This is Roald Tweet on Rock Island.
Henry C. Kahl was born poor in a cottage in northwest Davenport, Iowa. He was never a Boy Scout, he was not in school long enough for the deportment side of the report card to instill in him the Protestant work ethic, and there's no indication that he ever read Ben Franklin. It's almost as if Henry knew instinctively that the American dream of "rags to riches" required something more than dreaming.
Henry—his nickname was "Hummer"—began to work for a living at the age of twelve, running a mule team to haul dirt in the summer and coal from Coal Valley in the winter. A Davenport contractor, P. T. Walsh, noticed his work habits and promoted him to barn boss of all the mule teams, at the age of sixteen, and then to foreman for crews constructing railroad beds and bridges around the country.
On these jobs, dirt was hauled to the work site around the clock. Kahl slept in fifteen-minute segments during the night in order to inspect each load as it arrived, a work habit which led to more promotions until Kahl had become vice president of the Walsh Co. supervising most of the work on the New York Central railroad. The president of that railroad said, "We regard Walsh Company and their Hummer Kahl as the most reliable railroad builders in the country."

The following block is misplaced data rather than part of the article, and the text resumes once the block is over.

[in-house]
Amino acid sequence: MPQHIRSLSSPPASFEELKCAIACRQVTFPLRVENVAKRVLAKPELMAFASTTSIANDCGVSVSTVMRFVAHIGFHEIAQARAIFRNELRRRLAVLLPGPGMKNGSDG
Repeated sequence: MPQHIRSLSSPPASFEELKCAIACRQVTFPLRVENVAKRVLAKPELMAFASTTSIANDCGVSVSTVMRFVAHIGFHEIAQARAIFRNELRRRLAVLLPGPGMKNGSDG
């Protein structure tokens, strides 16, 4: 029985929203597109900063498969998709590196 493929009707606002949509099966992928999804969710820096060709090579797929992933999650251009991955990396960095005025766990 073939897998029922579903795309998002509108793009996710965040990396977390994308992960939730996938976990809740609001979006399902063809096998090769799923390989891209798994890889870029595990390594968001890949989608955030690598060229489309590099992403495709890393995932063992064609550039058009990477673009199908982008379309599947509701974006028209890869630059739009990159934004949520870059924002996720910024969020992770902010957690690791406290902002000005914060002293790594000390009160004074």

All the while, Kahl was buying up real estate in Davenport and investing in banks, hotels, insurance companies, a candy maker, and piano manufacturer.
A self-made millionaire by forty-five, Kahl returned to Davenport to build the Kahl Office building at Third and Ripley, tallest in Davenport, and a grand brick mansion, now the Kahl Home for the Aged.
Kahl died at the age of fifty-six, proud of the fact that nearly every dollar he had made around the country had come back to be invested in Davenport.
If you find this rags-to-riches story inspiring, go for it. On the other hand, if just listening to Henry Hummer Kahl's accomplishments tires you out, perhaps you should not give up your day job just yet.
Rock Island Lines with Roald Tweet is underwritten by Augustana College, Rock Island, Illinois.